Tuesday, Natasha and Styopa were listening to music in the kitchen while I was working on my lessons (little cardboard dancing men). Styopa would sing "LET MY PEOPLE GO!!!" at the top of his lungs. Turns out none of his family actually knew what the song was about or even what that meant so it was good that it wasn't a bad word. I found it very amusing.
Wednesday, I bought a Russian fairy tale book of Pushkin's skazki. It is gorgeous. I finished making my men and they debuted in my class in an awesome way for Parent's Day. Then for maintenance I introduced vocab words and I have agreed that for every word they learn in English, I will learn in Russian.
Thursday, I took the metro to Lukianivska where I always smell something delicious on Sundays. So I wandered the market and then ordered a gyro with cheese. It was really crazy Russian fast food. There was a guy taking orders and making all the stuff at the same time. He cut the meat off this huge hung thing on a stick and caught it in a dust pan, threw it in a flat bread with sauce, cabbage, and other stuff and then threw it on the grill for 5 minutes. It was everything I dreamed it would be. Oh yeah, and it snowed and was gorgeous. And I got to enjoy it because I jumped on the red line (not my usual green) and road it out to the end. The red line on the left bank is above ground because it is newer so it wasn't built to be a WWII bomb shelter so I could actually see stuff. That night, the dedushka came over and yelled at me for writing on my lap. Finally he dragged a stool in and made me write on that. He's so cute. We just found out he was an officer in the Soviet Army and he showed Megan his old pictures. I really want to see them.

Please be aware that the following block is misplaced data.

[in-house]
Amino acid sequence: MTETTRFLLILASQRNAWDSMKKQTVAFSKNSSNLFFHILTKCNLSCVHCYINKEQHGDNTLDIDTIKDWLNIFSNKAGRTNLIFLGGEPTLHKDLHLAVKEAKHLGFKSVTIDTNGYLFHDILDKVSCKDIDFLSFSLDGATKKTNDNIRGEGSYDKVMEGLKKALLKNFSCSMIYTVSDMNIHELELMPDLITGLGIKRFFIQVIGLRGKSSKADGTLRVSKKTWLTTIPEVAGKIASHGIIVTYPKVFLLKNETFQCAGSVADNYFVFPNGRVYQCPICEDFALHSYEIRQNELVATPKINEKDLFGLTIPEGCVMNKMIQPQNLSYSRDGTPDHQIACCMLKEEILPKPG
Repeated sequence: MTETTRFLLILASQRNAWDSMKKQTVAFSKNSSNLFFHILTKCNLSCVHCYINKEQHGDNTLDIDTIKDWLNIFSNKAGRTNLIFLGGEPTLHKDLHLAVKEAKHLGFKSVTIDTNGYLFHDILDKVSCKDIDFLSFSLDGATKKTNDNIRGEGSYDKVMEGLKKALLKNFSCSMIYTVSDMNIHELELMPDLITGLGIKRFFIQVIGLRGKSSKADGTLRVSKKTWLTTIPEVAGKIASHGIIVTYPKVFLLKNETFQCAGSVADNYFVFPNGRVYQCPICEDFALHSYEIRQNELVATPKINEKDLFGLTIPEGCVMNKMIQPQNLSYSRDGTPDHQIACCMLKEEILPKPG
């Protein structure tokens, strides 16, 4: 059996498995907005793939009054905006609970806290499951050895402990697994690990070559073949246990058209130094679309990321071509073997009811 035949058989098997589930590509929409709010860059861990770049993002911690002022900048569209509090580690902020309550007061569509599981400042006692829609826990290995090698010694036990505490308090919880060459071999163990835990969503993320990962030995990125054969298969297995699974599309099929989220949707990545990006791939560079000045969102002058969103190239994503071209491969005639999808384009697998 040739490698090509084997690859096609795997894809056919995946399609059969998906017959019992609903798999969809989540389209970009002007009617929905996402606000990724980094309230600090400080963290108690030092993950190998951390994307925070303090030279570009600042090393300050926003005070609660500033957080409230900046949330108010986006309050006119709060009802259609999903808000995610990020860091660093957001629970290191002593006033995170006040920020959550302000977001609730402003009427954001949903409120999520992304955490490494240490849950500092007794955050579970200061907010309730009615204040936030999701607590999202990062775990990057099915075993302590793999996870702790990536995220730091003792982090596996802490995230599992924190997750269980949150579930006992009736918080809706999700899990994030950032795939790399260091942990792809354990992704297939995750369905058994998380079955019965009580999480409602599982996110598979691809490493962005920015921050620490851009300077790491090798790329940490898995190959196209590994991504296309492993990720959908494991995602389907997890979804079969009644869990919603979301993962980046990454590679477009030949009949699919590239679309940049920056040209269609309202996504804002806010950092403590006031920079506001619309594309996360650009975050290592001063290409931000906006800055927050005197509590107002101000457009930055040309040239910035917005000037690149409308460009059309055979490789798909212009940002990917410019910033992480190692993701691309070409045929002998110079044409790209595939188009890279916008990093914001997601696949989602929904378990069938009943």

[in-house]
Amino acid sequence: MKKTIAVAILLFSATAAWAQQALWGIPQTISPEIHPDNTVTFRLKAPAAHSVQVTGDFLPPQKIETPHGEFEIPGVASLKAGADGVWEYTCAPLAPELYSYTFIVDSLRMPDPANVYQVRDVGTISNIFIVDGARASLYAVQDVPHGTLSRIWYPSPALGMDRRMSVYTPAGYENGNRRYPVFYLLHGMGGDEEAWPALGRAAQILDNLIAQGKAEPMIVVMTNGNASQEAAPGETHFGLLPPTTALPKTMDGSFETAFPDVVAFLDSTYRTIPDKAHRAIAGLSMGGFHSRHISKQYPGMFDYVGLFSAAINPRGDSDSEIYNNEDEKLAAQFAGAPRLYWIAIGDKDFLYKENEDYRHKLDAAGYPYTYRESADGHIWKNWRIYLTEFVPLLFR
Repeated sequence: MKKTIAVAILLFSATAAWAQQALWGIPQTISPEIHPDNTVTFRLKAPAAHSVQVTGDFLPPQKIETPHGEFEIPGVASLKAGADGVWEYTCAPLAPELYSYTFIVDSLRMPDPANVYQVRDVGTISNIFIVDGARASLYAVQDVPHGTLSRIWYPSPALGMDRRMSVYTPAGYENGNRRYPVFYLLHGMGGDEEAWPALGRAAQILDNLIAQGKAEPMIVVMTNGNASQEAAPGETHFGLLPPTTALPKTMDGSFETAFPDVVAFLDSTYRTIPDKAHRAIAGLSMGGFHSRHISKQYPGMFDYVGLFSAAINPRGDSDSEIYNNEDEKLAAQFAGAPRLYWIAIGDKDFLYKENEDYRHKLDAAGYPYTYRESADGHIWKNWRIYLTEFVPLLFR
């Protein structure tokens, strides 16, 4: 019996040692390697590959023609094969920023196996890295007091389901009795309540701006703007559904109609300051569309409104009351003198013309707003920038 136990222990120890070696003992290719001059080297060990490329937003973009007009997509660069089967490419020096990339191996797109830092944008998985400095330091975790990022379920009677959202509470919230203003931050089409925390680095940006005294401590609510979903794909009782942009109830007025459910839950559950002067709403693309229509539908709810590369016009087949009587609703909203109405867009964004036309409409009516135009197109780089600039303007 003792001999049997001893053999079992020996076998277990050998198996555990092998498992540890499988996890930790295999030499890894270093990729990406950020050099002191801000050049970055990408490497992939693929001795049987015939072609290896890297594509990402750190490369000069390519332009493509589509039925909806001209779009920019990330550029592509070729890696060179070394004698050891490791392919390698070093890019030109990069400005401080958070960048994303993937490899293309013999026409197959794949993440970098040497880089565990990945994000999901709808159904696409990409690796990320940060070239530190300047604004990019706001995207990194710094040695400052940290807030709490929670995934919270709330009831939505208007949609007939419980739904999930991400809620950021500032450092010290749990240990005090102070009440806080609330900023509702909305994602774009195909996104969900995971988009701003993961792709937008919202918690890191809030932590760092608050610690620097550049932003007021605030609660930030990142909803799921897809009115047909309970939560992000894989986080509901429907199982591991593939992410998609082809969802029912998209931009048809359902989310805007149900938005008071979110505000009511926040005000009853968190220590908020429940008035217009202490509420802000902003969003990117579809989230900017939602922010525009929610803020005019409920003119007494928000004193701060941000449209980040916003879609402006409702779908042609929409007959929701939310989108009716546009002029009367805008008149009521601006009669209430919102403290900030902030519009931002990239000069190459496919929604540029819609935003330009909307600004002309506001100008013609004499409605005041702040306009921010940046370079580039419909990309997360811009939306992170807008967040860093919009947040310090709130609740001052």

Friday, I watched Russian comedy like DI. They had lots of amazing ideas I wished I could use. I miss DI. And I learned a new phrase in Russian. I'd heard Natasha say it a couple of times and then all of a sudden Sasha said it. So I asked her, "What does 'yolgi polgi' mean?" She laughed and said word for word it is fir tree branches but it's like 'oh my goodness'. So that's one of my new favorite Russian phrases.